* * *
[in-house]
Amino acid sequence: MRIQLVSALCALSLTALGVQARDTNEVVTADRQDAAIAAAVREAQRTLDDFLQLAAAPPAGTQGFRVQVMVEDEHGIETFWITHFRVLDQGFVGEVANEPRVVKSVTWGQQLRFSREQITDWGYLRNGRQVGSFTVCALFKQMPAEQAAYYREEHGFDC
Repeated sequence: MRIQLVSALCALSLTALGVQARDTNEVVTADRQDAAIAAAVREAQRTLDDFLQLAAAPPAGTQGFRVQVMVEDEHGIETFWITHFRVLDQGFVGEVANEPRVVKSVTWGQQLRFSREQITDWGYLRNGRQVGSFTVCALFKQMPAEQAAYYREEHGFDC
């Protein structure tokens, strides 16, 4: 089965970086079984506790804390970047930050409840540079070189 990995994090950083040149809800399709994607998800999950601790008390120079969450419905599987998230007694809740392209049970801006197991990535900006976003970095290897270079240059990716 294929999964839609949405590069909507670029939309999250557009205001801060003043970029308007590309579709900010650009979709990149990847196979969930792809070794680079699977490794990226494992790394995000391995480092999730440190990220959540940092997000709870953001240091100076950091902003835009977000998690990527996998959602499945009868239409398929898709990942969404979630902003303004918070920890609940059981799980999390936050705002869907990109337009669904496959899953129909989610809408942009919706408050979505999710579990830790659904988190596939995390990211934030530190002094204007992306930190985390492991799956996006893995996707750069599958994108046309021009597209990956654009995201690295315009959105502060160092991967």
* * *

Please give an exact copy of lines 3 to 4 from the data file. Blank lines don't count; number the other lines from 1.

Repeated sequence: MRIQLVSALCALSLTALGVQARDTNEVVTADRQDAAIAAAVREAQRTLDDFLQLAAAPPAGTQGFRVQVMVEDEHGIETFWITHFRVLDQGFVGEVANEPRVVKSVTWGQQLRFSREQITDWGYLRNGRQVGSFTVCALFKQMPAEQAAYYREEHGFDC
């Protein structure tokens, strides 16, 4: 089965970086079984506790804390970047930050409840540079070189 990995994090950083040149809800399709994607998800999950601790008390120079969450419905599987998230007694809740392209049970801006197991990535900006976003970095290897270079240059990716 294929999964839609949405590069909507670029939309999250557009205001801060003043970029308007590309579709900010650009979709990149990847196979969930792809070794680079699977490794990226494992790394995000391995480092999730440190990220959540940092997000709870953001240091100076950091902003835009977000998690990527996998959602499945009868239409398929898709990942969404979630902003303004918070920890609940059981799980999390936050705002869907990109337009669904496959899953129909989610809408942009919706408050979505999710579990830790659904988190596939995390990211934030530190002094204007992306930190985390492991799956996006893995996707750069599958994108046309021009597209990956654009995201690295315009959105502060160092991967």